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The Badger Herald

Independent Student Newspaper Since 1969

The Badger Herald

Independent Student Newspaper Since 1969

The Badger Herald


‘Scottholes’ campaign critical of Walker’s handling of transportation infrastructure

Throughout election season, campaign has urged Walker to make changes to Wisconsin infrastructure
Courtesy of Flickr user Scot

A statewide union of engineers has been flying a plane over campus during Badger football game days with a banner imploring Gov. Scott Walker to fix Wisconsin’s roads. Underneath the message is a link to a website called  

The International Union of Operating Engineers Local 139 is responsible for this ad campaign, which stems from their discontent with the current state of road infrastructure in Wisconsin.

Terry McGowan, president of IUOE Local 139 and Safe Transportation Over Politics campaign chair, said Wisconsin roads are in bad shape, with the state ranking around 26th in the country for decaying infrastructure.


The IUOE Local 139 is responsible for 95 percent of road work in Wisconsin. The organization believes Walker is not upholding his promises to improve the condition of road infrastructure in Wisconsin, McGowan said. allows citizens to lend their support to the claims made by IUOE that Wisconsin’s roads need improving. Site visitors can share photos of damaged highways across the state.

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“There are hundreds of submitted photos from common taxpayers of roads that have been neglected and blatantly let go,” McGowan said.

STOP funds both the plane that flies over Camp Randall on Badger game days, as well

STOP is commissioning flyovers that target their advertisement to Badger gameday-goers in order to get their plea out as effectively as possible, McGowan said.

For the campaign, this means spreading awareness to a large number of people at one time. usually receives a large influx of views during gameday, McGowan said.

This campaign is especially important to the IUOE Local 139 since Walker has a history of underfunding road infrastructure, McGowan said.

The Capital Times reported that funding for transportation programs in the state of Wisconsin has fallen since Gov. Walker took office in 2011.

Though Walker had made promises to create a fully funded transportation program, he did not act on his words, McGowan said.

“He has never really developed a sustainable, fully-funded transportation program,” McGowan said.

The negligence of Wisconsin road infrastructure and the lack of a sustainable program seem to get buried during the election cycles, McGowan said.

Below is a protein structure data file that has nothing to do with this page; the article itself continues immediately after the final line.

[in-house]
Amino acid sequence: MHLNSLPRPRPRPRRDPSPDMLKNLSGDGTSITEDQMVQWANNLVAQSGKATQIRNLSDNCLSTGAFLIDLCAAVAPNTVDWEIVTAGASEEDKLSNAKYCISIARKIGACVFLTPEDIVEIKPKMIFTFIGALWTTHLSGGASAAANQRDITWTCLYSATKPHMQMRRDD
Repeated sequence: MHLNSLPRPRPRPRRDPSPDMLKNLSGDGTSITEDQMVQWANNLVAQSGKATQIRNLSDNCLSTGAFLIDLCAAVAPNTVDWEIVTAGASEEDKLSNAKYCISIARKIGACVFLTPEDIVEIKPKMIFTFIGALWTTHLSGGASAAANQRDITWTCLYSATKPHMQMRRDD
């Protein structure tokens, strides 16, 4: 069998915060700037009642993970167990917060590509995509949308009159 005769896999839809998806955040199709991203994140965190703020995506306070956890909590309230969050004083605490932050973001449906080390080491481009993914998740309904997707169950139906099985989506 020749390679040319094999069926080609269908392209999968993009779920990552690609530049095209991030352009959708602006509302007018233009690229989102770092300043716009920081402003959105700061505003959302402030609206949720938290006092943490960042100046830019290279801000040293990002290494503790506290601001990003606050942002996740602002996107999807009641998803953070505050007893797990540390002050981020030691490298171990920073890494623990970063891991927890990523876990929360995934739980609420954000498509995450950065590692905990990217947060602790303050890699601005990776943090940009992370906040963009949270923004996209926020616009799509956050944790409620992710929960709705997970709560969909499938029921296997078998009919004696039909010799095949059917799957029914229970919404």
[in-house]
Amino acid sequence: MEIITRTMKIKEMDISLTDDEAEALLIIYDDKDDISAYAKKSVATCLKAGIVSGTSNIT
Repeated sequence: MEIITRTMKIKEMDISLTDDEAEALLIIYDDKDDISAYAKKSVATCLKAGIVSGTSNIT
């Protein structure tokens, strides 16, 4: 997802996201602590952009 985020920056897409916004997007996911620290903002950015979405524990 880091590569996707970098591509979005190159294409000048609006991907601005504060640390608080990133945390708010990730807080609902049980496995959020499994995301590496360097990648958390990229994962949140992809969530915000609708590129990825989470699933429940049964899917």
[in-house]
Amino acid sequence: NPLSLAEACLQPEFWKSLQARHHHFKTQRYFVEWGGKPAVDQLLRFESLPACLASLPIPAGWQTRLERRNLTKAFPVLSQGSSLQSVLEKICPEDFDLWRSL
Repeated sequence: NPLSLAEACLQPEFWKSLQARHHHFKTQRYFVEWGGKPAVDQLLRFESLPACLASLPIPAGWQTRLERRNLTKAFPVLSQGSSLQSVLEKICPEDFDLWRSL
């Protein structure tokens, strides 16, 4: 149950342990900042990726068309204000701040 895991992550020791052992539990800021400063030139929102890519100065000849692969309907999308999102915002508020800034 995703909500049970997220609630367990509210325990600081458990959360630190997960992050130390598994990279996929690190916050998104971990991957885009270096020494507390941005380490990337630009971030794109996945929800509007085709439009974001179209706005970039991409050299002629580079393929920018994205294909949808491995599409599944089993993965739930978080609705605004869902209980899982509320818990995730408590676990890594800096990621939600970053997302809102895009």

McGowan said that implementing a tax could help fund road infrastructure throughout the state.

“All the governor has been trying to do is prevent any sort of tax from being imposed to keep our infrastructure strong,” McGowan said.

Since there is usually a lot of construction on the interstate in Wisconsin, McGowan said people are misled into believing there is no infrastructure negligence. Rather, McGowan said construction on interstate highways is not representative of the actual condition of Wisconsin’s roads.

“Our roads are abysmal…we have a bridge that shut down in Lafayette, and roads up north are being pulverized rather than completely paved,” McGowan said

McGowan said Walker will simply say yes to anything necessary to get people to side with him and to get an upper hand during election years.

Austin Altenburg, Walker campaign press secretary, said the governor has future plans that call for the revamping of transportation and road infrastructure.

Altenburg said Walker’s plan includes putting forth more money into General Transportation Aids for counties across the state. This year will include the most funding that has ever been allocated to the program since its startup in 1994.

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His next budget will include the highest levels of funding for towns and counties to maintain their roads and bridges,” Altenburg said.

Altenburg also claimed Walker will also increase state support for towns from 42 percent to 58 percent, which he said will be the most invested in town road aid in the history of Wisconsin.

Whether Walker will be able to implement these future plans remains to be seen, as he faces a tight reelection battle with Democratic state Education Superintendent Tony Evers Tuesday.

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